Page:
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Manufacturer: Rollfast   Site of Operations: New York
Founder: D.P. Harris   Website:  
Parent Company n/a   Notable Lines/Models: Hoppalong Cassidy
Tricycles Made Since: 1895 (founded)    
Still in Business: Yes    


The D. P. Harris Hardware and Manufacturing Company of New York City was established in 1895 and was renowned for many products, especially Rollfast bicycles, tricycles and roller skates. The bikes were sold under such names as Princeton, Harvard, Savage, Roamer, Gold Medal, Rex, Peerless, Century, Peerless, Standard, Royal Flyer, Champion, Lexington, Black Beauty, Fleetwood, Blue Ribbon, Cadet, Winchester, Keystone, Ben Hur (also used by Schwinn) and Puritan. They also made bikes for the Pep Boys automotive stores. In the 1890's Mr. Harris became a distributor of the Reading Standard Bicycle and established a factory to produce bike and skate parts including ball bearing. This may have lead to the Rollfast name and explains why the ball bearing was featured on the head badge through the 1950's. The H. P. Snyder Company of Little Falls, New York started manufacturing circular ring knitting machines in 1895, the same year that Harris established his company. Snyder, and his partner Fisher, began producing a high quality line of bikes under the "S & F line" name. The company reorganized in 1899, with the retirement of Fisher, and renamed the H. P. Snyder Manufacturing Company. In the early 1900's Snyder had 300 bikes that he was unable to sell. Harris offered to sell the bikes and had sold them in less than a week. A partnership was born.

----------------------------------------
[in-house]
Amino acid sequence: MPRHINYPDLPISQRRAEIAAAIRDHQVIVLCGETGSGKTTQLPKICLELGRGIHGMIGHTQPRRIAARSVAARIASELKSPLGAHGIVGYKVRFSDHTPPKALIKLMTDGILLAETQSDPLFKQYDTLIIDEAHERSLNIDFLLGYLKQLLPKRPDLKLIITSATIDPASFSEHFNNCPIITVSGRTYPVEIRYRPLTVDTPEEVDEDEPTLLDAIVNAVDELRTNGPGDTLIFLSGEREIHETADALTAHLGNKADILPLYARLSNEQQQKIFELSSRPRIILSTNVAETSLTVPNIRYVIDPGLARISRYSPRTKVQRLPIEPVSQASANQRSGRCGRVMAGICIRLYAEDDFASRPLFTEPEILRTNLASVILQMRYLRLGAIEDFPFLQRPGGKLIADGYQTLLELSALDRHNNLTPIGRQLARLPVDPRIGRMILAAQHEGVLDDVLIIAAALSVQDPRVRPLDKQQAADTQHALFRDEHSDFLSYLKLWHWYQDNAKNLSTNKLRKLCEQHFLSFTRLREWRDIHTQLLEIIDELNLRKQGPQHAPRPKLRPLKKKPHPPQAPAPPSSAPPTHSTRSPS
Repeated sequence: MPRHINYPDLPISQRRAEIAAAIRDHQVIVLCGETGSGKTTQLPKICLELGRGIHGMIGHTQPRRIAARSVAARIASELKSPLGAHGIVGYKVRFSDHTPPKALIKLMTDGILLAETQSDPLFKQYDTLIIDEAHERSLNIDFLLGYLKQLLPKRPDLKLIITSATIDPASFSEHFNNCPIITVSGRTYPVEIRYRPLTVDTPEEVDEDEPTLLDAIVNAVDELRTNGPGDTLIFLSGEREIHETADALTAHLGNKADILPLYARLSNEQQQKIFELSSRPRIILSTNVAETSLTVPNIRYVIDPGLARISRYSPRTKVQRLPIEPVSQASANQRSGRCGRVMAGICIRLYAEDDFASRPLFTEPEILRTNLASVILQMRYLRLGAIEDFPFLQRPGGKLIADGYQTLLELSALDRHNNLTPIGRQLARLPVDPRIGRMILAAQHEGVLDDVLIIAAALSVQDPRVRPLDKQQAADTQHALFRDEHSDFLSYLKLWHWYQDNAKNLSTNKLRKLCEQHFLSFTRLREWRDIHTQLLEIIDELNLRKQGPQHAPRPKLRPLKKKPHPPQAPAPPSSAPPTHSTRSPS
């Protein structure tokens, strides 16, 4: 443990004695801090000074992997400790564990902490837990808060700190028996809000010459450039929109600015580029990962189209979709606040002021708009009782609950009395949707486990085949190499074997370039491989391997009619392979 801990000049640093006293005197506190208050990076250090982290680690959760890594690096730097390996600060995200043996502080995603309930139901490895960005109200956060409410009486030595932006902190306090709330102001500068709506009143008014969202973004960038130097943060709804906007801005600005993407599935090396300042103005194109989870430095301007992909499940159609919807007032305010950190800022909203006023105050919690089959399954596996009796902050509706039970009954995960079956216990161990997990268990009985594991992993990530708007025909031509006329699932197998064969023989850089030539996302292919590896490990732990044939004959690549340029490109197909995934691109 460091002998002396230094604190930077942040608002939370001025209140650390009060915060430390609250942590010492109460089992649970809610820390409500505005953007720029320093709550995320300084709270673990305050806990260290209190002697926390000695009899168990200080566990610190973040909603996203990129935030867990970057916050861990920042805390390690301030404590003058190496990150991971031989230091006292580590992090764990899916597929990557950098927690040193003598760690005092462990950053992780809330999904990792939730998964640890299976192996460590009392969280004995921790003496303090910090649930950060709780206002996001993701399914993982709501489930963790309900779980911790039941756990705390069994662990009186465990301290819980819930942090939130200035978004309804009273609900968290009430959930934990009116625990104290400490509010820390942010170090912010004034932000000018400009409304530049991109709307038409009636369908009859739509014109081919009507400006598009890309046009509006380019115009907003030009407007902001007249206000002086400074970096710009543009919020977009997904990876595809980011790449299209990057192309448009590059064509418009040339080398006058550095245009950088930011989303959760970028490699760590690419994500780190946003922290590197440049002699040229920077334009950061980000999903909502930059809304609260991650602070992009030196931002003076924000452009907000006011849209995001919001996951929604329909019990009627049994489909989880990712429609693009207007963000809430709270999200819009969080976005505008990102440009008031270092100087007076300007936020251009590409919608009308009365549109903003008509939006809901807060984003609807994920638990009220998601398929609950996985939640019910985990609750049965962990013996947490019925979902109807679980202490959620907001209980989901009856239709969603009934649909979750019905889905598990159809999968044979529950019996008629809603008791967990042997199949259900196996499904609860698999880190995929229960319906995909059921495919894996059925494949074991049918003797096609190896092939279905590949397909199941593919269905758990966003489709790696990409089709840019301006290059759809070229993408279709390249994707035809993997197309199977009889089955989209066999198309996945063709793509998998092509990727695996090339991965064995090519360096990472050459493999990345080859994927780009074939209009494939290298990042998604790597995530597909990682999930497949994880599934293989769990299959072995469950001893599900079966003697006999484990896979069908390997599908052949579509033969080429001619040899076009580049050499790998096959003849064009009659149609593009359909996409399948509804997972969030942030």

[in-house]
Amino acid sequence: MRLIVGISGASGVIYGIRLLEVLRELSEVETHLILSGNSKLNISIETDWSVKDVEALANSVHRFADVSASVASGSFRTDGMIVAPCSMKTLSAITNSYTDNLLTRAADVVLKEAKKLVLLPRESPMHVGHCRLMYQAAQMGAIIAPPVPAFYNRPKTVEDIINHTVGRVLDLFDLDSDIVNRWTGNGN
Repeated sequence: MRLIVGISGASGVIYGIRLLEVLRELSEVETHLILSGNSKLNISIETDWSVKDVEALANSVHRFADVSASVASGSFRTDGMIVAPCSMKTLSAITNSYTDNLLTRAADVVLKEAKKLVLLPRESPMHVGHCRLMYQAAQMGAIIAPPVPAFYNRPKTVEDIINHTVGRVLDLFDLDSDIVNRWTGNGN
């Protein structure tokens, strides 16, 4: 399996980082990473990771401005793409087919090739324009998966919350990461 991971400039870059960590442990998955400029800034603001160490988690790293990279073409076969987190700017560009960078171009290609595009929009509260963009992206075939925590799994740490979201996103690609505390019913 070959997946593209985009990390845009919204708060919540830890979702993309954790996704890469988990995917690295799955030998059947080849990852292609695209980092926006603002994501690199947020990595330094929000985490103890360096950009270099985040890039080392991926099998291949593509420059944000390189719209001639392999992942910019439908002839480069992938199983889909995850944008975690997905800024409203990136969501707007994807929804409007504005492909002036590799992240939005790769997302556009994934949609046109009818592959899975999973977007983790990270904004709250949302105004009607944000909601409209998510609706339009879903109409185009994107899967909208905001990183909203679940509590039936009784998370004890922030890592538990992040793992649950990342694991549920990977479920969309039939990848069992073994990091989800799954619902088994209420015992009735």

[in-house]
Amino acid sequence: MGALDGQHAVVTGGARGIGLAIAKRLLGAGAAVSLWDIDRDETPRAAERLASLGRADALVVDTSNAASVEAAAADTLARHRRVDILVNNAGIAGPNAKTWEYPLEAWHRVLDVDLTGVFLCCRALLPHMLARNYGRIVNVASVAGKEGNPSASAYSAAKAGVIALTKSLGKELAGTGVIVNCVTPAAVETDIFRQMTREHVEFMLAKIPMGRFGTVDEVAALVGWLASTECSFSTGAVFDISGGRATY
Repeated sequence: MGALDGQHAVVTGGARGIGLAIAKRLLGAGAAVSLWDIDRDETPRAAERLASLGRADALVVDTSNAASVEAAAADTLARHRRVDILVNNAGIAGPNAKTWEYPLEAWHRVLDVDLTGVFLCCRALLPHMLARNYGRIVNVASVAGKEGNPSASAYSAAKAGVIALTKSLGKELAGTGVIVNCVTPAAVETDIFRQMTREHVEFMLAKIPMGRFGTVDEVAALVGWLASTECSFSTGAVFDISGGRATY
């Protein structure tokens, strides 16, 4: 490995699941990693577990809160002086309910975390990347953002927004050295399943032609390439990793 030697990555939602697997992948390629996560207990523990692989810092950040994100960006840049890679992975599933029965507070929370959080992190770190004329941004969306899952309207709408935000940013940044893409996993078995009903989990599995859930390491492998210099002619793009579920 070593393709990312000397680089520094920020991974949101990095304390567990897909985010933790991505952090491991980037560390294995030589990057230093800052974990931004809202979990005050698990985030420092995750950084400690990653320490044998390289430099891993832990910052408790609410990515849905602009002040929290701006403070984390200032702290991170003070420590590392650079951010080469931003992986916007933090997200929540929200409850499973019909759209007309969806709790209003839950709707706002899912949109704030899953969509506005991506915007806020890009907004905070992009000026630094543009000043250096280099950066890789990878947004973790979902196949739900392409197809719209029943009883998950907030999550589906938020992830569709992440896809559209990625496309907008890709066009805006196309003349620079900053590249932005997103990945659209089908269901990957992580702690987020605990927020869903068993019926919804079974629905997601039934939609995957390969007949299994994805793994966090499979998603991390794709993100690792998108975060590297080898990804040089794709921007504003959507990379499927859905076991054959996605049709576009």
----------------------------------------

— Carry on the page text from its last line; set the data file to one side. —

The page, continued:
By 1917 The Snyder Company was producing bikes and bike-related items only. They later added wagons and trikes. A second location was acquired in Michigan City, Indiana. During the Great Depression the Snyder Company was hard hit. Harris and Snyder agreed that the Snyder Company would market their bikes directly to large department stores such as Montgomery Wards who sold the under the Hawthorne name. The Cleveland Welding Company also supplied bikes to Wards. This move benefited the Harris Company since they supplied parts, such as handlebars and sprockets, which were made at the Reading plant. The Hawthorne bikes also used Torrington pedals and U.S. Royal tires which were distributed by the Harris Company. Schwinn introduced the balloon (2.125" width) tire in 1933. Rollfast introduced there model in early 1934. The "Custom Built" V-30 featured balloon tires, chrome rims, Rollfast chime siren, wide Texas steer horn handlebars, chrome forks and struts and "Double Arrow" point decorations. 1934 also saw the balloon tired three wheeled delivery bike named the "Cyclo Delivery". The 1936 streamlined Sport Motobike Deluxe, V-24F, featured twin curved op tubes with a horn tank between them. Quality features included dust proof caps to seal the crank bearings. By 1939 the tank was extended past the seat tube. 1941 found a ribbed tank and the Rollfast version of the streamlined fender light. The Schwinn Company introduce their spring fork in 1938 and Rollfast followed in 1939. The Rollfast fork controlled the vertical action of the fork so the wheelbase was not affected. The fork could also be adjusted to the riders weight. During the war Rollfast, as well as all other manufacturers, were only able to make basic stripped bikes. The company sold replacement grips and pedal blocks out of wood to save rubber and made "Tire-Flex" to extend the life of tires by slowing deterioration. After the war, there was a large demand for deluxe bikes. A cast aluminum streamliner was proposed to compete with the Monark Silver King but was not produced. Rollfast used many celebrity endorsements and sponsorships for their marketing. PeeWee Reese, Willie Mays, Bobby Riggs and even Bob Hope were used to endorse Rollfast bikes. Rollfast used television show sponsorship and give away's for promotion of the brand.